Pittsburgh researcher works on ‘early warning’ system for landslides, which are becoming more likely

  • Sarah Boden/WESA

Motorists were inconvenienced for months last year, when a section of Route 30 near East Pittsburgh was closed due to a landslide.

Last year was an active and brutal year for landslides in western Pennsylvania, which is already prone to this type of natural disaster. Land movements caused millions of dollars in property damaged, and evicted dozens of people from their homes.

Landslides are difficult to predict. But a Carnegie Mellon University robotics researcher is working to change that by creating an early-warning system using “deep learning.” This type of artificial intelligence programs computers to recognize patterns and then make predictions based on existing data.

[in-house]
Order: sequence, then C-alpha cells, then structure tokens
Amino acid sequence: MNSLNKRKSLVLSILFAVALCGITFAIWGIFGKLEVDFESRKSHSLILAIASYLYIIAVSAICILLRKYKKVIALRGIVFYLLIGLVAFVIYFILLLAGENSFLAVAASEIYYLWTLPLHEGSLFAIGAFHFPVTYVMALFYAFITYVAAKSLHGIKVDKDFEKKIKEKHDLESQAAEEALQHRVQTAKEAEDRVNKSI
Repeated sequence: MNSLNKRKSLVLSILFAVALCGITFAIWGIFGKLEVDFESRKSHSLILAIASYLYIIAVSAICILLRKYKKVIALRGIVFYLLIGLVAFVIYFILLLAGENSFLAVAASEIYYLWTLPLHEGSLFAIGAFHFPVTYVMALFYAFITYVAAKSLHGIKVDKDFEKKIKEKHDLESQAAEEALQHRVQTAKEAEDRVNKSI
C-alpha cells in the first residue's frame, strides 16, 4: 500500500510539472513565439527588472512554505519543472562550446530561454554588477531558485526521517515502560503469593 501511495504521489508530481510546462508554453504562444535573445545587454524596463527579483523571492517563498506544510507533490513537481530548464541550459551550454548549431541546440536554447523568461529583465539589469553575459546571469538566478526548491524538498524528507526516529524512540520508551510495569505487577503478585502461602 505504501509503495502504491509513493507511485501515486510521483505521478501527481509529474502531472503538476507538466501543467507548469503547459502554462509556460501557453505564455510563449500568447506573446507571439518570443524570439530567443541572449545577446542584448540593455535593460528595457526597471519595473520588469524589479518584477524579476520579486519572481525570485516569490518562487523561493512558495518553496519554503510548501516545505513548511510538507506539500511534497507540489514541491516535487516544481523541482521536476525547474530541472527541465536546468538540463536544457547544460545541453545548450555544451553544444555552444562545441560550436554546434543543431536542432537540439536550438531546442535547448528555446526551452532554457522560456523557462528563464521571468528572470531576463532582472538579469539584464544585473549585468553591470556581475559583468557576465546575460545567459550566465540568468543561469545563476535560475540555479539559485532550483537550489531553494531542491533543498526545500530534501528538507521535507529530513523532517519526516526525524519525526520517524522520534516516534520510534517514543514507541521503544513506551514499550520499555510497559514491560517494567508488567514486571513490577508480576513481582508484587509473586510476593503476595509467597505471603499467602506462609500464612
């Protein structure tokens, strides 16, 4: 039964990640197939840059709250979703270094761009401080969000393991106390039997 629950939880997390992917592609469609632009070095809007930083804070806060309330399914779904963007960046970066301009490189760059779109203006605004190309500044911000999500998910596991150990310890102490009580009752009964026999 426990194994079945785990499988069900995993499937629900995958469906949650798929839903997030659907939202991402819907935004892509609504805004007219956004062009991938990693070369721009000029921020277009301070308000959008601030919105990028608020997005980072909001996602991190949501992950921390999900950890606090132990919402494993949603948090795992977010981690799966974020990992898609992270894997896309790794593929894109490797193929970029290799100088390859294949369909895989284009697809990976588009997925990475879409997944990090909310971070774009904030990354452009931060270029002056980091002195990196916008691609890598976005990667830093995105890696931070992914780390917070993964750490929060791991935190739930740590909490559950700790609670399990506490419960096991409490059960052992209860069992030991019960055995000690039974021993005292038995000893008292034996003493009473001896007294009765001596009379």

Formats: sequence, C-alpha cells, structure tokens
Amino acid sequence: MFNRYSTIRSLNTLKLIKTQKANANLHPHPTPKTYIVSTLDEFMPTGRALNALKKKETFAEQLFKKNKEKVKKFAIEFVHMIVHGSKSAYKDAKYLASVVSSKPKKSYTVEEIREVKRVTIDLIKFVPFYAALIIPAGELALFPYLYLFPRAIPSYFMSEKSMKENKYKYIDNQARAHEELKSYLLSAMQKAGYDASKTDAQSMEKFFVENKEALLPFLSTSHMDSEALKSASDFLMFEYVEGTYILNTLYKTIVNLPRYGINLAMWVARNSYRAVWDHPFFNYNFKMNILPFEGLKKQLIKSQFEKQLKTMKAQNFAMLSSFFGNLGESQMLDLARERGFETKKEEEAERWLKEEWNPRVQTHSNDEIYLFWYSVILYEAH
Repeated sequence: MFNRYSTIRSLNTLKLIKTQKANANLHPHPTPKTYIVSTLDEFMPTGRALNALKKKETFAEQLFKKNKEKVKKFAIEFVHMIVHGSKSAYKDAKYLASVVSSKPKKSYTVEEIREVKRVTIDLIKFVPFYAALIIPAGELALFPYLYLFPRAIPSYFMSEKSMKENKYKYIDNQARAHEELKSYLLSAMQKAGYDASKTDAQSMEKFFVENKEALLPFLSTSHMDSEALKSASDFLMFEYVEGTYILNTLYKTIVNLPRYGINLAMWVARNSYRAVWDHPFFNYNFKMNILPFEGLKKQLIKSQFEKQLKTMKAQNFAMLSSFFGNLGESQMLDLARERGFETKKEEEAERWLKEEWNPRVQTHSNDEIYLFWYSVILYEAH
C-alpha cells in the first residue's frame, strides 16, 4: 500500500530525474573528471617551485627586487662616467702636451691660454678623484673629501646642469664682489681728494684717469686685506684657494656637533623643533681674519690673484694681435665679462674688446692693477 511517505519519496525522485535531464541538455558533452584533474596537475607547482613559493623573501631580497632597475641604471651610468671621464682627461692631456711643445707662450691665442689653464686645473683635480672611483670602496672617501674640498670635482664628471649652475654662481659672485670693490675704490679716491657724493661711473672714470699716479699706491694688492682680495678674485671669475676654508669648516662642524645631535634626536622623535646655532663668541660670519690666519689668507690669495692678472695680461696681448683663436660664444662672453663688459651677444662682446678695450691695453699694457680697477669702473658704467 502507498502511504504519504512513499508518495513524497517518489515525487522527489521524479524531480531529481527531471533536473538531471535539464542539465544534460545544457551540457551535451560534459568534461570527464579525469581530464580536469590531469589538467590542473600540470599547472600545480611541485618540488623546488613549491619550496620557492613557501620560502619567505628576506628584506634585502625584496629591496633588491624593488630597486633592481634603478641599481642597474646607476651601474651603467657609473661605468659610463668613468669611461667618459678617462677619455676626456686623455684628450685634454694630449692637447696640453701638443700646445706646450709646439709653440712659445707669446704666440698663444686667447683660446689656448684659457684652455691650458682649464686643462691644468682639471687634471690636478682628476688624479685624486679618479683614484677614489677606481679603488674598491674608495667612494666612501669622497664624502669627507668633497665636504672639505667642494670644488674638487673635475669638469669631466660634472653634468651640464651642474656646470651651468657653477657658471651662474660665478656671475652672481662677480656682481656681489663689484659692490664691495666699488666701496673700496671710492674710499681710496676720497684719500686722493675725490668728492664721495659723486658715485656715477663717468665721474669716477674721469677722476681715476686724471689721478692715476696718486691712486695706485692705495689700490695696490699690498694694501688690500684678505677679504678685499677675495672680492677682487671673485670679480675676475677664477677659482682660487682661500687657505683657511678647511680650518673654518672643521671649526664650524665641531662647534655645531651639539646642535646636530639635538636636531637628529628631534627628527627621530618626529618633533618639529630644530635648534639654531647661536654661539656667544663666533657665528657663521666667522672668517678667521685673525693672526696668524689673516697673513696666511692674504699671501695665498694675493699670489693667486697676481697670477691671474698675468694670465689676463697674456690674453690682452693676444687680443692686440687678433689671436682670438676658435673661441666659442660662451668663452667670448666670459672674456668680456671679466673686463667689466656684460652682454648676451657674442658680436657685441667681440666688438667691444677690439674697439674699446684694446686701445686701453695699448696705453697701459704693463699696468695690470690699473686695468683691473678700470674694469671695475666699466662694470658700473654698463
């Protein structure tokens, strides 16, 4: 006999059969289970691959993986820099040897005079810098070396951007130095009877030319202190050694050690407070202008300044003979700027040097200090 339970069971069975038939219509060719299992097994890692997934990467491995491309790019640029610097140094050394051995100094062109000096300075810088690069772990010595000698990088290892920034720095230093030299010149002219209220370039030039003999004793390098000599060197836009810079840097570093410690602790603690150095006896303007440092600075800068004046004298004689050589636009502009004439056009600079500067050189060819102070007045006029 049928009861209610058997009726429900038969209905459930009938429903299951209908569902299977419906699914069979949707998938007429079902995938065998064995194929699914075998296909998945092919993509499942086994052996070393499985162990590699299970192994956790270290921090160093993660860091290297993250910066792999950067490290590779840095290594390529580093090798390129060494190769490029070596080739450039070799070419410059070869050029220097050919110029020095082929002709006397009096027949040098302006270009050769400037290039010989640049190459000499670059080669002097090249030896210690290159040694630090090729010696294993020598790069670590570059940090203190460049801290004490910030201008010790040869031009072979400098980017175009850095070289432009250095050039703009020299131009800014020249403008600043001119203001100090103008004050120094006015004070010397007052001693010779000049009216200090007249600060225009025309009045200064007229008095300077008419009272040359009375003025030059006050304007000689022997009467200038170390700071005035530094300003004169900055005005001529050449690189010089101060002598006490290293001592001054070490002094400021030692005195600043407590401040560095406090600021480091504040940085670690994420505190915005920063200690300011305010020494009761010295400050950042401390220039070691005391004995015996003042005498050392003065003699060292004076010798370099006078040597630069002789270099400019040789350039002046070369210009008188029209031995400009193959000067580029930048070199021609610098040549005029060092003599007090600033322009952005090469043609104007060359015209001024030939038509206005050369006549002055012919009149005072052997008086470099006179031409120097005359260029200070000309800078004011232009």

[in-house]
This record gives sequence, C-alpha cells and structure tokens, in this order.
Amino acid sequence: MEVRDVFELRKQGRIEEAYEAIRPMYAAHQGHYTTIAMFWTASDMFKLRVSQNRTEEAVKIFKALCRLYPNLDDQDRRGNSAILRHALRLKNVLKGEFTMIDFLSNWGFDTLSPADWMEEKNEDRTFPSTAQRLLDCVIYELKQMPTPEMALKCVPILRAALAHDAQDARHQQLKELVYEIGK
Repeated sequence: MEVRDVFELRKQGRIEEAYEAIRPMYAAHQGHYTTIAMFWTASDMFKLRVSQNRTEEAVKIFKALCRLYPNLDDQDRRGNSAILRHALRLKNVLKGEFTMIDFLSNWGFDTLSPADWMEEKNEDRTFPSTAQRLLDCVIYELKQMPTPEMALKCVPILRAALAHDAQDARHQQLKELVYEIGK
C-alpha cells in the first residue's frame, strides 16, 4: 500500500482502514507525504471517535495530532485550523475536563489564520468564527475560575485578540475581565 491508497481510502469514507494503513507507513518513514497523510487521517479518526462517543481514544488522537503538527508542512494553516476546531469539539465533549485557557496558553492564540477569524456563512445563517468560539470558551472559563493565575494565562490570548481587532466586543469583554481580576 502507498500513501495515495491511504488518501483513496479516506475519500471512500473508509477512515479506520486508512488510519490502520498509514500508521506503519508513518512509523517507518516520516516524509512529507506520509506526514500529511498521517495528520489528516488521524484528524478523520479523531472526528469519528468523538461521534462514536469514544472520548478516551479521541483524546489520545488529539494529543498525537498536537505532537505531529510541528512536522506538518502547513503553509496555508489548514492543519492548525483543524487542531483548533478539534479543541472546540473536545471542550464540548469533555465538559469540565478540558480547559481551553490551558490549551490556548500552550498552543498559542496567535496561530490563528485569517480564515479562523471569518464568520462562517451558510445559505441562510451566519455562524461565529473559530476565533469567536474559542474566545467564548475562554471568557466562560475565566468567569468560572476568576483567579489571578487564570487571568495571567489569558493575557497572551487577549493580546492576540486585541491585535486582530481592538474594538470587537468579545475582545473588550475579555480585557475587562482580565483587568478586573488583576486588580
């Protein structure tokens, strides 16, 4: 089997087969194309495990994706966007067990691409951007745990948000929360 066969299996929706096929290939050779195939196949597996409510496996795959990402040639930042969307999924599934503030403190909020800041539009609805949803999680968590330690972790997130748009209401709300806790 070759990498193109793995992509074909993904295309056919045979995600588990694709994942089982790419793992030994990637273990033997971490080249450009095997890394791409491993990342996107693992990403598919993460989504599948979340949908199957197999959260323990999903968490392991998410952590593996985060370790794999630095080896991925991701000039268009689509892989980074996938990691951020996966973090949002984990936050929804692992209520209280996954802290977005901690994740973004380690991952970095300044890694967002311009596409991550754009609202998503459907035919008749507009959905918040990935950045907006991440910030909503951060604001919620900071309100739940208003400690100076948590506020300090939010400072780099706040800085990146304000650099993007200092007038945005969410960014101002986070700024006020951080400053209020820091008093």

CMU’s Christoph Mertz uses photographs of hillsides around Pittsburgh, which computer algorithms analyze to identify and calculate where a landslide is more likely to occur.

“You detect those things and then you can do statistics on them,” Mertz said. “Like you know, if you see that there is more dirt than their used to be. Or that the crack has become more larger, or more frequent, or has changed very recently.”

Mertz predicts this project couple be completed in about five years, when it may be even more crucial than it is today.

The land movements that occurred last year were due largely to a wetter than usual winter, that was likely related to climate change. Experts say western Pennsylvania can anticipate more landslides in its future.

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